We Wear Culture, Weaving Women Wisdom

Weaving Freedom in Meghalaya has been in collaboration with Google Arts and Cultural Institute for 

This has been documenting the important stories behind what we wear. In has been in collaboration with more than 175 partners. 

Weaving Freedom in Meghalaya:

https://www.google.com/culturalinstitute/beta/exhibit/CQJCTbBRTrDzLA has been a part of this g.co/wewearculture exploration into the deep narratives behind wearable culture.  As we step further into the 21st Century at an ever increasing speed, it is all to easy to consume without understanding where our essential items of what we wear come from and how they came to be.  By documenting Khasi Women, a matrilineal tribe in North East India, it is possible to understand how sustainable practices such as using natural dyes and silk from mulberry trees, as well as supporting women to weave their cultural symbols and patterns into the clothing can impact environments on many levels.  Using sustainable agroforestry practices, women can join part government funding co-operatives and following this, can set up their own enterprises, as well as teach others.  The women who become part of these co-operatives and enterprises are often at risk of being trafficked to homes, by being sold off by poorer families looking to substitute their income, so that the unwanted daughters are sent off to be used in often slave labour.  Luckily in the Khasi hills because of the  matrilineal tribe's respect for women, this is not common and so weaving initiatives such as the Nongtluth weaving co operative has supported a large majority of women to go beyond their means to not only support themselves but have the multiplying effect to spread to their daughters, cousins, sisters, mothers and grandmothers.  Not only women but men have played a huge part in creating this sustainable micro-economy that has the potential to be replicated and scaled in other regions as well as other countries where seri-culture is active, such as Vietnam, Peru, Bhutan, Malyasia, Japan, Africa and Brazil. 
   When making the Khasi Women Wisdom Documentary that was also a collaboration with Google Arts and Culture Institute that you can explore here, I met the strong and brave women who were battling against nay-sayers, blockages and discrimination to scale these initiatives so that women were not only able to have better human rights, but also to participate effectively and with their rich skills and crafts in the local, national and global economy.  I was so impressed by their wisdom, resourcefulness and capacity to continue despite obstacles that dedicating my time and resources to this project, has been a great pleasure and learning experience that I want to share.  So the next step is to create education workshops with art and technology across schools and learning environments on a global scale.  Here girls, and boys, women and men will be able to learn about sustainable environmental practices, women empowerment, gender equality, seri-culture, natural dying, design and the arts.  We are aiming to work with Virtual Reality to create immersive education experiences, that Google is developing at the moment with their 360 degree photographs, as well as developing learning environments that go beyond the classroom and give a more engaging and dialogical form of bringing cultures and experiences together that has a greater impact than just raising awareness, even though this is just as important for the initial steps. Having given our first talk at the East india Club in London, we are giving a second talk in London in September (Venue to be confirmed) and in Munich, Germany in October, to welcome in partners.  All work on this project is pro-bono, so initial donations are sought for these events and workshops exploring creating these immersive learning environments, with our funding site here: https://gogetfunding.com/khasi-women-wisdom/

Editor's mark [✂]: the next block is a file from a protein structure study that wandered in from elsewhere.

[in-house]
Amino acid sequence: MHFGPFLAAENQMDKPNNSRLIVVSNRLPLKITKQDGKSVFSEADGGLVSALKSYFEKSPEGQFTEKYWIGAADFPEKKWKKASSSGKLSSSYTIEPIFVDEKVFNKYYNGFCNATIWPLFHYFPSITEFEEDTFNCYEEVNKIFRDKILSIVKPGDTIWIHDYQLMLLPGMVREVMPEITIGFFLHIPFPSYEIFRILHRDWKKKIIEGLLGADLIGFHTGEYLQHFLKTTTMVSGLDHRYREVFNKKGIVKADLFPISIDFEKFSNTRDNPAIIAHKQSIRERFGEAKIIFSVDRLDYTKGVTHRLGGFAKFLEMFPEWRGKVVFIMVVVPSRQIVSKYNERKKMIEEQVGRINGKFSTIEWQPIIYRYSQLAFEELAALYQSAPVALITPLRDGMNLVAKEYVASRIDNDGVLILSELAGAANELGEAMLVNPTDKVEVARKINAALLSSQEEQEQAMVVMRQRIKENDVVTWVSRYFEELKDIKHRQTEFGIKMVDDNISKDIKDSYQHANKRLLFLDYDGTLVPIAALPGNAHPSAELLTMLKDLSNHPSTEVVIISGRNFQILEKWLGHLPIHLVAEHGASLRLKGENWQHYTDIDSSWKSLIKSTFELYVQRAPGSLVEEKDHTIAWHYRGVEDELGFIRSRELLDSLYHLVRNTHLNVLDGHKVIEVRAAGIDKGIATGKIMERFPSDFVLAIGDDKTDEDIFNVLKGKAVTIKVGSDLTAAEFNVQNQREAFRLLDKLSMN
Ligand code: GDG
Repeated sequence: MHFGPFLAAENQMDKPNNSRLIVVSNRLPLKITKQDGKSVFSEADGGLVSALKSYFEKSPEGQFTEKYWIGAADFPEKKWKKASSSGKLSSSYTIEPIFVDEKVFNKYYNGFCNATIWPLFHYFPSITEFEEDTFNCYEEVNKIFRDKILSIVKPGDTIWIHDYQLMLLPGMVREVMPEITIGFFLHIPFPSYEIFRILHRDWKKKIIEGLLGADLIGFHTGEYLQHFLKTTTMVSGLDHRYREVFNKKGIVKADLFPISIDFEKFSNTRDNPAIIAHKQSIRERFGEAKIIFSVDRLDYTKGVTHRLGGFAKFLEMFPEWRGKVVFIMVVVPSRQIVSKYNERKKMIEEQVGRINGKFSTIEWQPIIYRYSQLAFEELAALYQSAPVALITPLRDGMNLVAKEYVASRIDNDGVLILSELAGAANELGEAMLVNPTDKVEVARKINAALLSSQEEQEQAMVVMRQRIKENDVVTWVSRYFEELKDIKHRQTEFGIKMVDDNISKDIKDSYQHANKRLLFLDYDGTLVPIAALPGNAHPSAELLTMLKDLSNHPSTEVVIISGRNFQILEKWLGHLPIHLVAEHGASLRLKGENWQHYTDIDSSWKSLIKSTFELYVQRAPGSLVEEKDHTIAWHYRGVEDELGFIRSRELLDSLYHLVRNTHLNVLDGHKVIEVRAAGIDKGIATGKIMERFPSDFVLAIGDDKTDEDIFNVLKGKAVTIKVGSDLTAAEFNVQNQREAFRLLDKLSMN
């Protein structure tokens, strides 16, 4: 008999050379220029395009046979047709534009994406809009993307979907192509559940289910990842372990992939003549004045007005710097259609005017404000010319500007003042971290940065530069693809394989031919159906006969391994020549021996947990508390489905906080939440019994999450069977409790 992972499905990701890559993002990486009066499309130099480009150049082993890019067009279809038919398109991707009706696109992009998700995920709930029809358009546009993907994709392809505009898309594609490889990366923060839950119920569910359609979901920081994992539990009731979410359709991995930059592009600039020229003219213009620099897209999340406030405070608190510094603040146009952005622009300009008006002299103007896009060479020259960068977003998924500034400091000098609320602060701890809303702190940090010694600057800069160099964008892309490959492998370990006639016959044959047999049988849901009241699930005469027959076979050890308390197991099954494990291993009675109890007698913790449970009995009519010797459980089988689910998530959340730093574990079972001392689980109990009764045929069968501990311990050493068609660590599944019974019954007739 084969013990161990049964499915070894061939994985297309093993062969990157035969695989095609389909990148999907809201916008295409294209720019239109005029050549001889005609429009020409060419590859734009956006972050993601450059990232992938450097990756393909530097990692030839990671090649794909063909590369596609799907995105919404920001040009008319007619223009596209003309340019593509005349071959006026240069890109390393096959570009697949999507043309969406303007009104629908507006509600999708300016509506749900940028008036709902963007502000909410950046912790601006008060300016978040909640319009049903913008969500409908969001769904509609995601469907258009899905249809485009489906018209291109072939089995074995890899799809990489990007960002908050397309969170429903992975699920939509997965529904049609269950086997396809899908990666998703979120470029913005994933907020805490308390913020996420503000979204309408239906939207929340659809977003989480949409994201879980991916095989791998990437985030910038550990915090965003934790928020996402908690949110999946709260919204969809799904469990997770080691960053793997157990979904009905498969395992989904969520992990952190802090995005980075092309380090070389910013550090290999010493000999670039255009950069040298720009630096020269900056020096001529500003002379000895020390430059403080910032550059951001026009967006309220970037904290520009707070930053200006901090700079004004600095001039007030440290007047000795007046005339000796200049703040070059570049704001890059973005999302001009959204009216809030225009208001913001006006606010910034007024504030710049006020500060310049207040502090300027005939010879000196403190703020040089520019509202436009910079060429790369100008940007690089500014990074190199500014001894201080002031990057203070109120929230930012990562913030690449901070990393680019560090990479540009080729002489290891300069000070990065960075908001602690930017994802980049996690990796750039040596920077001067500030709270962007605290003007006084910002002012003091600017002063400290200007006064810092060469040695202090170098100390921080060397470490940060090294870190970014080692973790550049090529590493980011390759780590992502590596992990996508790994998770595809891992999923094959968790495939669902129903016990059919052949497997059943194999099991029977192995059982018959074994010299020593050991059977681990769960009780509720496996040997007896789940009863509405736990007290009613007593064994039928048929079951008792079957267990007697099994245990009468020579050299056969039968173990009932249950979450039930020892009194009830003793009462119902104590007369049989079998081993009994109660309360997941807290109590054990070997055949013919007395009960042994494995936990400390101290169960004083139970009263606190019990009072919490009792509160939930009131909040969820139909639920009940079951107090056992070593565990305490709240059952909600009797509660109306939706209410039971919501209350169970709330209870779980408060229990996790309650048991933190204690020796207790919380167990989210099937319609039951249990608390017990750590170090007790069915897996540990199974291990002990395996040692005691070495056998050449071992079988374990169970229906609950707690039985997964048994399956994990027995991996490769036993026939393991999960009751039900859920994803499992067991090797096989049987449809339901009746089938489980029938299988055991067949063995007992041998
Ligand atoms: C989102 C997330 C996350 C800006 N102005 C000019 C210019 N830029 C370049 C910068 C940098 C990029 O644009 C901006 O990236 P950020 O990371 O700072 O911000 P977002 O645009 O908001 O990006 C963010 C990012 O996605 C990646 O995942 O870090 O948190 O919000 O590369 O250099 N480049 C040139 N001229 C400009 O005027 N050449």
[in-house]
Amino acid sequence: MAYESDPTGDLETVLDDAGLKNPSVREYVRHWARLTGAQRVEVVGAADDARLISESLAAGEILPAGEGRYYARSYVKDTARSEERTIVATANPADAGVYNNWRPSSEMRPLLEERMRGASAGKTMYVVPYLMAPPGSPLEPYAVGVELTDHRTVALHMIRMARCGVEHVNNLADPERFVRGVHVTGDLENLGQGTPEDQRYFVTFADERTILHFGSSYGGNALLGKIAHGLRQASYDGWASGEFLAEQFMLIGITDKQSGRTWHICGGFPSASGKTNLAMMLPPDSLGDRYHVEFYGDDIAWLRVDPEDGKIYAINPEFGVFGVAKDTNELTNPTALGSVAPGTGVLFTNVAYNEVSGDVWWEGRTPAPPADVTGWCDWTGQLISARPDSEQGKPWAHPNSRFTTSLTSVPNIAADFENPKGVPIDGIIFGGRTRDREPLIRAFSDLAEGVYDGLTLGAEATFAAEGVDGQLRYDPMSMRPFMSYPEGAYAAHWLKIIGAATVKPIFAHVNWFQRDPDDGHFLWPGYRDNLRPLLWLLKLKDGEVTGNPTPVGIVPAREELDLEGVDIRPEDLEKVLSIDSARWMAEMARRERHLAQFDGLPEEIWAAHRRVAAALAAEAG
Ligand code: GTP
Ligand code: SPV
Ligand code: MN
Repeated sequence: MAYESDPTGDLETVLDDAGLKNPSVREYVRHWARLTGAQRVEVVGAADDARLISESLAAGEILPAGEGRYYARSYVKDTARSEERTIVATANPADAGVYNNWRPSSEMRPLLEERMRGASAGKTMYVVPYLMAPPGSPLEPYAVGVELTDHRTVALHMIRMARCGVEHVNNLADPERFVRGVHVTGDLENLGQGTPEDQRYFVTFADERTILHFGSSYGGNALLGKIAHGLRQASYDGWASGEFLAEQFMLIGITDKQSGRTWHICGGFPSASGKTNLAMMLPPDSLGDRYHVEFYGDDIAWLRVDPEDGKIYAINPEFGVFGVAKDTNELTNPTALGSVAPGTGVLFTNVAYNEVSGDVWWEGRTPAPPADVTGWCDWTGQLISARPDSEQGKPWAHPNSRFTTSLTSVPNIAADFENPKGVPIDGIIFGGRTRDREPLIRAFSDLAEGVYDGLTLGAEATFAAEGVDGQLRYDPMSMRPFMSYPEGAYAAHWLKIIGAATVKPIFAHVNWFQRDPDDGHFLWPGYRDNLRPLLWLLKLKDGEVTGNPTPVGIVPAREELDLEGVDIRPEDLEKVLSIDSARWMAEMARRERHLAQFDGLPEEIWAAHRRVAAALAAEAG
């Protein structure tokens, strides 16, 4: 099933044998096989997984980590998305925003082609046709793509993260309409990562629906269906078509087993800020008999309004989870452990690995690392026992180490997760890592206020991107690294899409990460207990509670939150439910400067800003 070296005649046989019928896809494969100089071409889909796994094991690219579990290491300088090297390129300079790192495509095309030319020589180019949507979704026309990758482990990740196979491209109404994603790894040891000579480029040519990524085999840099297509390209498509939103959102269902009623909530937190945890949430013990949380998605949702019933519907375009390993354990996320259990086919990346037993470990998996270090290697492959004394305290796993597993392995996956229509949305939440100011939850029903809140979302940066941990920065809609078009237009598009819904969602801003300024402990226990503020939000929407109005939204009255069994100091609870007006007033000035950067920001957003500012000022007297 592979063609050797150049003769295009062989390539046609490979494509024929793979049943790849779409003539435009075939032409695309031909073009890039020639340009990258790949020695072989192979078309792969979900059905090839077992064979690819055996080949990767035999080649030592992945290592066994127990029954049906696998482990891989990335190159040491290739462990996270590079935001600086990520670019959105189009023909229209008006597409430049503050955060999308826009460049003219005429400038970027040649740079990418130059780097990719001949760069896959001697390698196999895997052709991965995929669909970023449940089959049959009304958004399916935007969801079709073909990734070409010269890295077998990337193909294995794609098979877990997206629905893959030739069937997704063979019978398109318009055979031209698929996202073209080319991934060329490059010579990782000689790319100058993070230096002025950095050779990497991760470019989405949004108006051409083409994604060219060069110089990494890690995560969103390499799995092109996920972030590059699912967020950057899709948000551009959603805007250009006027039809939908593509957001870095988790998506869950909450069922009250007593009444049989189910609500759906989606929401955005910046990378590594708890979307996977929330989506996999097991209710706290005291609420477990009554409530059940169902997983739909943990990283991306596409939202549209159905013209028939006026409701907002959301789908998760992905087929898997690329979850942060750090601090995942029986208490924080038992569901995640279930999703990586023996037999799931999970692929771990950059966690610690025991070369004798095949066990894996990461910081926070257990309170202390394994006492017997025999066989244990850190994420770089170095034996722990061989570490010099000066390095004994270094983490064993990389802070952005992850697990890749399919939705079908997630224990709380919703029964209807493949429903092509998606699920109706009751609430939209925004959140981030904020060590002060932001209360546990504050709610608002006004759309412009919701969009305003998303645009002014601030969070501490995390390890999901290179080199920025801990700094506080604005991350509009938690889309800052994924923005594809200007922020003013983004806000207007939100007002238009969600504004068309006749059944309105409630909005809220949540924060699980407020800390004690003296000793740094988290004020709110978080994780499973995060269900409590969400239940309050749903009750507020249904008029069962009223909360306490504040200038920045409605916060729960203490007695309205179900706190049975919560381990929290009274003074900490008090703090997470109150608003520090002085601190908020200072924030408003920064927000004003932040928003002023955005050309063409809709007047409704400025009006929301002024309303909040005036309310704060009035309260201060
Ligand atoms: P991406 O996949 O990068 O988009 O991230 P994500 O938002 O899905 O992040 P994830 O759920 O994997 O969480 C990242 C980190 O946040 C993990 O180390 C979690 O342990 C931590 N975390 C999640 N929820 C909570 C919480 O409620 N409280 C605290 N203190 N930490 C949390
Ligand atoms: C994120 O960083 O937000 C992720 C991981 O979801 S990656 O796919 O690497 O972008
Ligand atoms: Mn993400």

For partnership enquires, you can get in contact directly here: jessica@worldviewimpact.org